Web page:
# gopikchr: a yakshave

I just completed part of a long yak-shave to add Pikchr support to my blog, generated with Hugo. I hope it helps to spread of Pikchr, and spurs implementations in other publishing pipelines.

Actually, it’s just the bottom part of an even longer yak-shave!

Pikchr is a modern version of Brian Kernighan’s PIC markup language, created by the folks who make SQLite and Fossil. Like so many things from Bell Labs, it is extremely powerful, once you invest just a little time to understand how it works.

Pikchr is implemented in a single file, pikchr.y, processed using the Lemon Parser to generate lemon.c.

I decided to port both the Lemon Parser and Pikchr from C to Go, by hand.

## Why?

Go and Pikchr are great! A pure-Go port of Pikchr might be useful to others.

Sheer bloody-mindedness. At work we always have to make pragmatic decisions. The repressed urge to fully shave the yak comes out in my own time.

I respect the SQLite folks: their software is an amazing gift to our community. Think of this as a gift too.

## How?

By hand. I looked at ccgo, the amazing C-to-Go compiler used to generate modernc sqlite, a pure-Go translation of sqlite. However, the code it generats to perform its magic is (necessarily) complicated and ugly, which seems contrary to the spirit of Pikchr. Nothing for it, but to dive in by hand. It can be almost meditative:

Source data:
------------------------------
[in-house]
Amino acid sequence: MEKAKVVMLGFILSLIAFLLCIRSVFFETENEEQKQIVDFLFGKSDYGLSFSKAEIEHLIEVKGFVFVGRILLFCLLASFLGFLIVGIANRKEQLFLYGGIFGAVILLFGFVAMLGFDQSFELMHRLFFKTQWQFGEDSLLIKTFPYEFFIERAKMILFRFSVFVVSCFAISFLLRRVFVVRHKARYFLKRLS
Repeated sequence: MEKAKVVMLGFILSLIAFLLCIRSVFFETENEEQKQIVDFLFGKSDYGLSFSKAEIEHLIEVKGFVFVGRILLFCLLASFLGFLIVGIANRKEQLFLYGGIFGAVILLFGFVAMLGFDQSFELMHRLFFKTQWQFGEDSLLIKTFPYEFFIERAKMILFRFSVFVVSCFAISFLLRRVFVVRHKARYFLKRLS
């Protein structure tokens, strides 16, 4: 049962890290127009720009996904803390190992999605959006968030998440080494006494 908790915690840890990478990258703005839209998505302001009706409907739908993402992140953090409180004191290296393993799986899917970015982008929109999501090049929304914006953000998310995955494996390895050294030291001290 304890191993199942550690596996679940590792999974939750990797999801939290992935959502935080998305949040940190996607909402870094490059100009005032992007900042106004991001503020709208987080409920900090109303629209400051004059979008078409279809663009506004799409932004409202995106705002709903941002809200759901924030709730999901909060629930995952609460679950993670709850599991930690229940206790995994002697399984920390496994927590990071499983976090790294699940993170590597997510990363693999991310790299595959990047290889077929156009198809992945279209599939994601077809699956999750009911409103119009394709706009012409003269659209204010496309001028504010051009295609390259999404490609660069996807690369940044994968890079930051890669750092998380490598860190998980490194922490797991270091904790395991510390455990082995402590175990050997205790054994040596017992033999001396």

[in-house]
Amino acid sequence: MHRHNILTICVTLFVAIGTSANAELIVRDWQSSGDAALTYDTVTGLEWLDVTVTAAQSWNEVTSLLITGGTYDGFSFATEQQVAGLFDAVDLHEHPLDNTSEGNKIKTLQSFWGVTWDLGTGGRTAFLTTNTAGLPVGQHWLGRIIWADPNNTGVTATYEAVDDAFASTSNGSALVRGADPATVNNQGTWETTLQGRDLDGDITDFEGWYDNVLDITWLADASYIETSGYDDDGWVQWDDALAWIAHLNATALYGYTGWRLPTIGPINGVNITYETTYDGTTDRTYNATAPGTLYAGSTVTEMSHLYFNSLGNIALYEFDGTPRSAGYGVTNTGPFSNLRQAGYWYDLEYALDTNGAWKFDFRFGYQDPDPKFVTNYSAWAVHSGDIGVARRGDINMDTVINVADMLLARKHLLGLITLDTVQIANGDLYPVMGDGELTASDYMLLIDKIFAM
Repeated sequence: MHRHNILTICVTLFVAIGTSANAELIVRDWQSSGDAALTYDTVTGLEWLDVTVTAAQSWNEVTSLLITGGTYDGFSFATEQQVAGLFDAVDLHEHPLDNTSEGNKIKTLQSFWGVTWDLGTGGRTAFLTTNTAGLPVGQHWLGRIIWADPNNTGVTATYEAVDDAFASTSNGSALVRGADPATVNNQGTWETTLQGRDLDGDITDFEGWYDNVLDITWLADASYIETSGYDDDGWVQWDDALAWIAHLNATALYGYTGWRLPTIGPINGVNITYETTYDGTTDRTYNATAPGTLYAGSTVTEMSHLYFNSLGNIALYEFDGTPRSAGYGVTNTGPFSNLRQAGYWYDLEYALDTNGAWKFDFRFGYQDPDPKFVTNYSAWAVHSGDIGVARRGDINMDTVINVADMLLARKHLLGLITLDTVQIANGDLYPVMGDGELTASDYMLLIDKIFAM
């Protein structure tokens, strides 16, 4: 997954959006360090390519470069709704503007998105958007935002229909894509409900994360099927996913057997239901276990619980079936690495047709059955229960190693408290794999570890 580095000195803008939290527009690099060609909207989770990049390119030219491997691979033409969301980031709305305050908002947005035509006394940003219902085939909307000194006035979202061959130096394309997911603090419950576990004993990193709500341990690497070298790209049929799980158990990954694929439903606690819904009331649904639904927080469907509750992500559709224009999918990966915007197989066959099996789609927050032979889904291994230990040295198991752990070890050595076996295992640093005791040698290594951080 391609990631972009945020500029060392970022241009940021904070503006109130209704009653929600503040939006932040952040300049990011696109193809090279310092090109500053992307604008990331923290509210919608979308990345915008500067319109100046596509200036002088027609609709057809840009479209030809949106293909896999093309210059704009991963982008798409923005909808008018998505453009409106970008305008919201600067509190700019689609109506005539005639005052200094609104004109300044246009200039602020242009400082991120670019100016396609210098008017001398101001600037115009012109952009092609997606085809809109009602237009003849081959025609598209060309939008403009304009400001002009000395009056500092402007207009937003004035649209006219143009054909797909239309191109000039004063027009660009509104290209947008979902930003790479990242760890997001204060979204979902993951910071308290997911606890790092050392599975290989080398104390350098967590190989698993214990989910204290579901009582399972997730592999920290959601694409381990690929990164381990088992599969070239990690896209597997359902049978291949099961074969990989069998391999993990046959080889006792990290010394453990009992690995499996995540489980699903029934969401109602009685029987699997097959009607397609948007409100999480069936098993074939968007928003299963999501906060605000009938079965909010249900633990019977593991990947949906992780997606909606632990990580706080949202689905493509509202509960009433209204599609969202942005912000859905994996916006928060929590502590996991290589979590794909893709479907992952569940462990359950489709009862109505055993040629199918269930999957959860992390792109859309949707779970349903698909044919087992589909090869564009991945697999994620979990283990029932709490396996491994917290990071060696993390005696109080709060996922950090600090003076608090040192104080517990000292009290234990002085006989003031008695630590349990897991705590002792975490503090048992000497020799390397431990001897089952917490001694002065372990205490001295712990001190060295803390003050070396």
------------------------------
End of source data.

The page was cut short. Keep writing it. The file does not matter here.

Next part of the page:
1. Translate lemon.c to Go, but still generate C code
2. Find all the bugs until it compiles and generates the exact same C code
3. Translate the parser template, lempar.tpl to Go, and generate Go code
4. Laboriously find all the bugs
5. Translate pikchr.y from C to Go
6. Once again, fix all the bugs until the Go version generates exactly the same Pikchr output

In all, it was almost 12,000 lines of code. I started out trying to be clever, but learned to keep things as similar as possible.

• I tried to replace char * with []rune at first, to handle unicode rather than ascii. But I ended up using []byte, and even zero-terminating the string! To move forward through the input, z += 3 becomes z = z[3:]
• I tried replacing dynamically-sized arrays represented by struct *, current_size, and n (current index) with just slices. However, it turns out to be cleaner to keep n around, because the code will often reference s[n+1] or s[n-1].
• golemon, the port of lemon to Go
• gopikchr, the port of Pikchr to Go
• goldmark-pikchr, a goldmark plugin to render Pikchr diagrams in markdown
• hugo commit, the tiny change needed to enable Pikchr support in Hugo in my fork

## What next?

• Find the remaining bugs. I’m certain I didn’t find them all
• Set up github actions to create issues in the golemon and gopikchr repositories whenever the C versions in Fossil change. Both change infrequently, so keeping up should be little work
• Possibly, use these techniques to port the SQLite parser to Go, if someone else doesn’t do it first. A Go SQLite-compatible parser seems more likely to get widely used, and depended on, and I’m not certain I want to be the maintainer of a popular open source package
• Enjoy using Pikchr, and seeing other people use it!